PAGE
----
If you notice some bleeding from the incision (Strip Procedure), simply apply firm pressure to the area for 15 to 20 minutes. If the bleeding persists, contact the office or answering service.
If external stitches were used during the surgery to close your incisions, do not get the area wet for 1 week after surgery. Instead, you should clean the area by rolling a Q-tip moistened (not soaked) with vinegar over the incisions, and then gently applying a small amount of antibiotic ointment on them. This procedure should be repeated about 4 times per day. You may purchase the ointment in any drug store without a prescription (polytopic, polysporin, or bacitracin). Occasionally, Dr. Smith will ask you to use antibiotic ointments for longer than 1 week.
Keeping the site moist with the above procedures will hasten healing and provide you with the nicest scar possible.
Do not wear make-up over the incisions until the sutures are removed (or have dissolved), and a thin layer of new skin covers the area. This usually takes 7 to 10 days. You should not wear make-up directly over the incision until you are told it is all right to do so by your surgeon.
Sleeping with your head elevated 30 degrees for the first 72 hours may help decrease any swelling that may be noted with the surgery.
External sutures should be kept clean and dry. Dissolvable sutures will disappear on their own within 5 to 8 days. Non dissolvable sutures should generally be removed (unless you are told otherwise) between 10 to 14 days after the surgery. If surgical staples have been used in closing an incision in the scalp, they are often removed between 10 to 14 days after surgery. Sometimes, they will be gradually removed over a couple of visits to the office.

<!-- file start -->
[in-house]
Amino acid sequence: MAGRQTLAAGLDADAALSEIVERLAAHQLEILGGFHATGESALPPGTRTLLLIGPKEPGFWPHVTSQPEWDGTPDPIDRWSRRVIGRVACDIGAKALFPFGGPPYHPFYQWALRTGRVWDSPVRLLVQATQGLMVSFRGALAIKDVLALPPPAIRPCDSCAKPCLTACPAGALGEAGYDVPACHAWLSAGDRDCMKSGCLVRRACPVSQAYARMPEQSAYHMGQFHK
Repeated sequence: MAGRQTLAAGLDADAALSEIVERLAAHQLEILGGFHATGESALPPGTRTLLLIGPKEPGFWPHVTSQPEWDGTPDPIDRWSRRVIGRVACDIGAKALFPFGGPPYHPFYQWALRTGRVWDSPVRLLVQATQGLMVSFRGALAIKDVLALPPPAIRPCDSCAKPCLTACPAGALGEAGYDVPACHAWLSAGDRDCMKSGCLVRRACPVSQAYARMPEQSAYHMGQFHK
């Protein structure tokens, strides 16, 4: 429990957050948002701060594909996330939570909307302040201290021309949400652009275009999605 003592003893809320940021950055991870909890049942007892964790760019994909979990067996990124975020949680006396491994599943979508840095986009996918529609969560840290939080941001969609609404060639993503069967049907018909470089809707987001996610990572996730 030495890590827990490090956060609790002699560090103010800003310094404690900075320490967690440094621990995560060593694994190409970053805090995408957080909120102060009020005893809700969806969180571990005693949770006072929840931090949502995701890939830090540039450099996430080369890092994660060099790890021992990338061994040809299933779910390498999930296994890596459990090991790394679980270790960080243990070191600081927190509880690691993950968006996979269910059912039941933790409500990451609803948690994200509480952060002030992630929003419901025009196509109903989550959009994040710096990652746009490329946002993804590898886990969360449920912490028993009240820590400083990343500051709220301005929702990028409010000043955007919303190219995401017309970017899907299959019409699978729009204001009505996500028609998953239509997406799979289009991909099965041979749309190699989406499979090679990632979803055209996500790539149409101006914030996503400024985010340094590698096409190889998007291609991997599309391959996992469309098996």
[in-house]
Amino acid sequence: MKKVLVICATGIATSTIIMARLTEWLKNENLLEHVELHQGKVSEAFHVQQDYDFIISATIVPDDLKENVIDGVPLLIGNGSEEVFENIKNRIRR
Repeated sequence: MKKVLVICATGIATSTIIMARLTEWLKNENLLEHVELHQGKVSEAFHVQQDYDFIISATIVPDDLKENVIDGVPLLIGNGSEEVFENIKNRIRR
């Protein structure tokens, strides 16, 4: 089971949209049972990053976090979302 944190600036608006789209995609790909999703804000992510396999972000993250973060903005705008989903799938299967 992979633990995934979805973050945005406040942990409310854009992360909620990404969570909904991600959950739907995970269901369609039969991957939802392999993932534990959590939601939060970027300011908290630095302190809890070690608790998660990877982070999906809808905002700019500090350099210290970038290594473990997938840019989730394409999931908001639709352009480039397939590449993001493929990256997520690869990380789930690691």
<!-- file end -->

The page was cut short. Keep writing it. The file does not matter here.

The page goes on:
You can expect to experience some numbness in the area of the flap for several weeks after the surgery. Occasionally, this numbness may persist indefinitely.
Avoid exposing new surgical incisions to the sun as this may result in long-term darkening of the scar. You should apply sunscreen to the incision (SPF 30 or greater) for at least 6 months after surgery whenever you are exposed to strong sunlight.
You should generally avoid vigorous exercise or strenuous exertion such as lifting or straining for a minimum of 3 weeks following surgery. Sometimes, you may begin light exercise after 10 to 14 days if approved by Dr. Smith. In such a circumstance, small surgical paper tapes across the incisions may be very useful.
It is not unusual during the healing phase to note some irregularities under the skin. These small distortions will gradually subside and eventually resolve. Small bumps under the skin may be present if deep sutures were used during the surgery. These bumps will almost always flatten out as the deep sutures are dissolved by your body.
Do not massage, rub or place any tension on any of the incisions for a minimum of 4 weeks after your surgery.
If a skin graft has been used, do not disturb the dressing until you have been seen at the office.